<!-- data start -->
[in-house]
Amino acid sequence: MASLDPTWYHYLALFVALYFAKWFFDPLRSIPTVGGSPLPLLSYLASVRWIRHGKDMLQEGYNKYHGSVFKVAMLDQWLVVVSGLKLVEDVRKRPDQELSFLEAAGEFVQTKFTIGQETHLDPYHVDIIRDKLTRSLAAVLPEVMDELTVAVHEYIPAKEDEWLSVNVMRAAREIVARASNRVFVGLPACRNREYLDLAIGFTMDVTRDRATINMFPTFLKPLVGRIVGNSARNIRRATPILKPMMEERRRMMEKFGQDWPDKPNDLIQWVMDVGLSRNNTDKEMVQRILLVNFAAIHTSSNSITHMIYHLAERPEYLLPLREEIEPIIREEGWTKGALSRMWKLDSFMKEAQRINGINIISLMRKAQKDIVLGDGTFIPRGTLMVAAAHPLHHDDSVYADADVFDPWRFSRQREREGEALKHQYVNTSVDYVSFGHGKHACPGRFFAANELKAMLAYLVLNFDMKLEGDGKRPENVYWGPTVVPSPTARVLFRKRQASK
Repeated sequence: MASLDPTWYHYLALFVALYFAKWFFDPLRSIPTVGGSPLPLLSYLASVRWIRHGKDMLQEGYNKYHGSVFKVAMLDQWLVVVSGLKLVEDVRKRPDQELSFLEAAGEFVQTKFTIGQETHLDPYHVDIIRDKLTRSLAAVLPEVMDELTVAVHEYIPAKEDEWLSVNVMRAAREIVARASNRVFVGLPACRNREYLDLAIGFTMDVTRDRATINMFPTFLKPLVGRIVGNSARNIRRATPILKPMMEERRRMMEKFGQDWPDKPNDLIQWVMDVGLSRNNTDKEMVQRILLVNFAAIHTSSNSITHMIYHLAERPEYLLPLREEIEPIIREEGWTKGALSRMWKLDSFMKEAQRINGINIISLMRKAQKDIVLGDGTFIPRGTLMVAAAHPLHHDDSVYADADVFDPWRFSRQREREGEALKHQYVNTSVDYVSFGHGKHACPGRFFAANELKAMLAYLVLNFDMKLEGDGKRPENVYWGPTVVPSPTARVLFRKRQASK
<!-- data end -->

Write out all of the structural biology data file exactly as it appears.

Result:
[in-house]
Amino acid sequence: MASLDPTWYHYLALFVALYFAKWFFDPLRSIPTVGGSPLPLLSYLASVRWIRHGKDMLQEGYNKYHGSVFKVAMLDQWLVVVSGLKLVEDVRKRPDQELSFLEAAGEFVQTKFTIGQETHLDPYHVDIIRDKLTRSLAAVLPEVMDELTVAVHEYIPAKEDEWLSVNVMRAAREIVARASNRVFVGLPACRNREYLDLAIGFTMDVTRDRATINMFPTFLKPLVGRIVGNSARNIRRATPILKPMMEERRRMMEKFGQDWPDKPNDLIQWVMDVGLSRNNTDKEMVQRILLVNFAAIHTSSNSITHMIYHLAERPEYLLPLREEIEPIIREEGWTKGALSRMWKLDSFMKEAQRINGINIISLMRKAQKDIVLGDGTFIPRGTLMVAAAHPLHHDDSVYADADVFDPWRFSRQREREGEALKHQYVNTSVDYVSFGHGKHACPGRFFAANELKAMLAYLVLNFDMKLEGDGKRPENVYWGPTVVPSPTARVLFRKRQASK
Repeated sequence: MASLDPTWYHYLALFVALYFAKWFFDPLRSIPTVGGSPLPLLSYLASVRWIRHGKDMLQEGYNKYHGSVFKVAMLDQWLVVVSGLKLVEDVRKRPDQELSFLEAAGEFVQTKFTIGQETHLDPYHVDIIRDKLTRSLAAVLPEVMDELTVAVHEYIPAKEDEWLSVNVMRAAREIVARASNRVFVGLPACRNREYLDLAIGFTMDVTRDRATINMFPTFLKPLVGRIVGNSARNIRRATPILKPMMEERRRMMEKFGQDWPDKPNDLIQWVMDVGLSRNNTDKEMVQRILLVNFAAIHTSSNSITHMIYHLAERPEYLLPLREEIEPIIREEGWTKGALSRMWKLDSFMKEAQRINGINIISLMRKAQKDIVLGDGTFIPRGTLMVAAAHPLHHDDSVYADADVFDPWRFSRQREREGEALKHQYVNTSVDYVSFGHGKHACPGRFFAANELKAMLAYLVLNFDMKLEGDGKRPENVYWGPTVVPSPTARVLFRKRQASK